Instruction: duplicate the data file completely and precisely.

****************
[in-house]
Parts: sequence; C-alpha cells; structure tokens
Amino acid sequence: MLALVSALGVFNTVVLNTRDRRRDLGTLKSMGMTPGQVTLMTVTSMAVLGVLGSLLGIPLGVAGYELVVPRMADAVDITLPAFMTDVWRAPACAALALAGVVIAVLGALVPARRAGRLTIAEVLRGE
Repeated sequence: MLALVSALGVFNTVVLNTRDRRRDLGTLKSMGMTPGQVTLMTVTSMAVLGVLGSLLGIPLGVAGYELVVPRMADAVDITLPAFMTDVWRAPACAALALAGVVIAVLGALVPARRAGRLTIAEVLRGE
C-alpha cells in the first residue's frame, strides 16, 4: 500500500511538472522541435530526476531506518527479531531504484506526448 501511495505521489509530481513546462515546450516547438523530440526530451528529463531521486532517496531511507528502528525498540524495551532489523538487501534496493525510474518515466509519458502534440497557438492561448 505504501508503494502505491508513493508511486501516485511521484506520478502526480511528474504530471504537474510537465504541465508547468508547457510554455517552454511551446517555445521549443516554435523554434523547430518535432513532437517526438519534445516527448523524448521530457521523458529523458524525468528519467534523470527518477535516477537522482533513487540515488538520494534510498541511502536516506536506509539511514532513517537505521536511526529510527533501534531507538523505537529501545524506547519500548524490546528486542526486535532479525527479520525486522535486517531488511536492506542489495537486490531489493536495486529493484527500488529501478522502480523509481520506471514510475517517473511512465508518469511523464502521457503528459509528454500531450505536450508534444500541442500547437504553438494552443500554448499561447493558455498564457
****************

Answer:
[in-house]
Parts: sequence; C-alpha cells; structure tokens
Amino acid sequence: MLALVSALGVFNTVVLNTRDRRRDLGTLKSMGMTPGQVTLMTVTSMAVLGVLGSLLGIPLGVAGYELVVPRMADAVDITLPAFMTDVWRAPACAALALAGVVIAVLGALVPARRAGRLTIAEVLRGE
Repeated sequence: MLALVSALGVFNTVVLNTRDRRRDLGTLKSMGMTPGQVTLMTVTSMAVLGVLGSLLGIPLGVAGYELVVPRMADAVDITLPAFMTDVWRAPACAALALAGVVIAVLGALVPARRAGRLTIAEVLRGE
C-alpha cells in the first residue's frame, strides 16, 4: 500500500511538472522541435530526476531506518527479531531504484506526448 501511495505521489509530481513546462515546450516547438523530440526530451528529463531521486532517496531511507528502528525498540524495551532489523538487501534496493525510474518515466509519458502534440497557438492561448 505504501508503494502505491508513493508511486501516485511521484506520478502526480511528474504530471504537474510537465504541465508547468508547457510554455517552454511551446517555445521549443516554435523554434523547430518535432513532437517526438519534445516527448523524448521530457521523458529523458524525468528519467534523470527518477535516477537522482533513487540515488538520494534510498541511502536516506536506509539511514532513517537505521536511526529510527533501534531507538523505537529501545524506547519500548524490546528486542526486535532479525527479520525486522535486517531488511536492506542489495537486490531489493536495486529493484527500488529501478522502480523509481520506471514510475517517473511512465508518469511523464502521457503528459509528454500531450505536450508534444500541442500547437504553438494552443500554448499561447493558455498564457